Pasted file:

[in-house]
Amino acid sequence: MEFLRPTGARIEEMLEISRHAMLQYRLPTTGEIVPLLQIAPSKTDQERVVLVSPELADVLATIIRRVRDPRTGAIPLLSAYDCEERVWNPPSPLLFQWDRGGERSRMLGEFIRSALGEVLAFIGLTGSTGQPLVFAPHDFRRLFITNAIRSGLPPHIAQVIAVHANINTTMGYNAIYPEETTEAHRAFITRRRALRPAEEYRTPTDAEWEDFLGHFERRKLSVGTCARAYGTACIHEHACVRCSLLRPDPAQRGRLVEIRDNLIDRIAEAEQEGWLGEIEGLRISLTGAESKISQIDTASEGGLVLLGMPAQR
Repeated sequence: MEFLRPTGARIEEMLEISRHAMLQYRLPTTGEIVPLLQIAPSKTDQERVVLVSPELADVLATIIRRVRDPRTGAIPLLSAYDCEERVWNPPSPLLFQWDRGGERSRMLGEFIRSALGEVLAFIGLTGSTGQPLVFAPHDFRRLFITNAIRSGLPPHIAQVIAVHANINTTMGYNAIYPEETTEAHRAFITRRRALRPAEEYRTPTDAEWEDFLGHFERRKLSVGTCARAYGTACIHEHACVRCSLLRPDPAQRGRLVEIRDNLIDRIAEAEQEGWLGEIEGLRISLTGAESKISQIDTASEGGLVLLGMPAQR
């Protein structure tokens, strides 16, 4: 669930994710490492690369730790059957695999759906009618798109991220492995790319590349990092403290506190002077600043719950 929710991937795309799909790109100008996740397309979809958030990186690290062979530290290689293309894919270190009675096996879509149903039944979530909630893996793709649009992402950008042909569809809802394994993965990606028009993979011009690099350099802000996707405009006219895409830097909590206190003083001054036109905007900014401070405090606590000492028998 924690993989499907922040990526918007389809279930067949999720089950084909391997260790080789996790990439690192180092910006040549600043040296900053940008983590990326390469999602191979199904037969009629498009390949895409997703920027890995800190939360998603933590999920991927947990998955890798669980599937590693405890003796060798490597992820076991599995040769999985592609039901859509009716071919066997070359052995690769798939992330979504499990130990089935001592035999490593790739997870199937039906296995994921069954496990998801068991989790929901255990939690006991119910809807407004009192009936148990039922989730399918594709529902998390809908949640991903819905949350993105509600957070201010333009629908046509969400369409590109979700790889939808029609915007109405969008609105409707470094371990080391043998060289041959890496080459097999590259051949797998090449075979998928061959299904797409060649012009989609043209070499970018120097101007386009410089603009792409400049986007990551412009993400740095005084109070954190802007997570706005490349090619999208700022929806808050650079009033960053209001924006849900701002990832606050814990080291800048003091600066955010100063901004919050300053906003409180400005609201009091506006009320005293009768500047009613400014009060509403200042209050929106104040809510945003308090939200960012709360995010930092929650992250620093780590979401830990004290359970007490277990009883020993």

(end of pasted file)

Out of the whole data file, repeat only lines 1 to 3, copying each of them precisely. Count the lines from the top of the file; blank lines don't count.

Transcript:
[in-house]
Amino acid sequence: MEFLRPTGARIEEMLEISRHAMLQYRLPTTGEIVPLLQIAPSKTDQERVVLVSPELADVLATIIRRVRDPRTGAIPLLSAYDCEERVWNPPSPLLFQWDRGGERSRMLGEFIRSALGEVLAFIGLTGSTGQPLVFAPHDFRRLFITNAIRSGLPPHIAQVIAVHANINTTMGYNAIYPEETTEAHRAFITRRRALRPAEEYRTPTDAEWEDFLGHFERRKLSVGTCARAYGTACIHEHACVRCSLLRPDPAQRGRLVEIRDNLIDRIAEAEQEGWLGEIEGLRISLTGAESKISQIDTASEGGLVLLGMPAQR
Repeated sequence: MEFLRPTGARIEEMLEISRHAMLQYRLPTTGEIVPLLQIAPSKTDQERVVLVSPELADVLATIIRRVRDPRTGAIPLLSAYDCEERVWNPPSPLLFQWDRGGERSRMLGEFIRSALGEVLAFIGLTGSTGQPLVFAPHDFRRLFITNAIRSGLPPHIAQVIAVHANINTTMGYNAIYPEETTEAHRAFITRRRALRPAEEYRTPTDAEWEDFLGHFERRKLSVGTCARAYGTACIHEHACVRCSLLRPDPAQRGRLVEIRDNLIDRIAEAEQEGWLGEIEGLRISLTGAESKISQIDTASEGGLVLLGMPAQR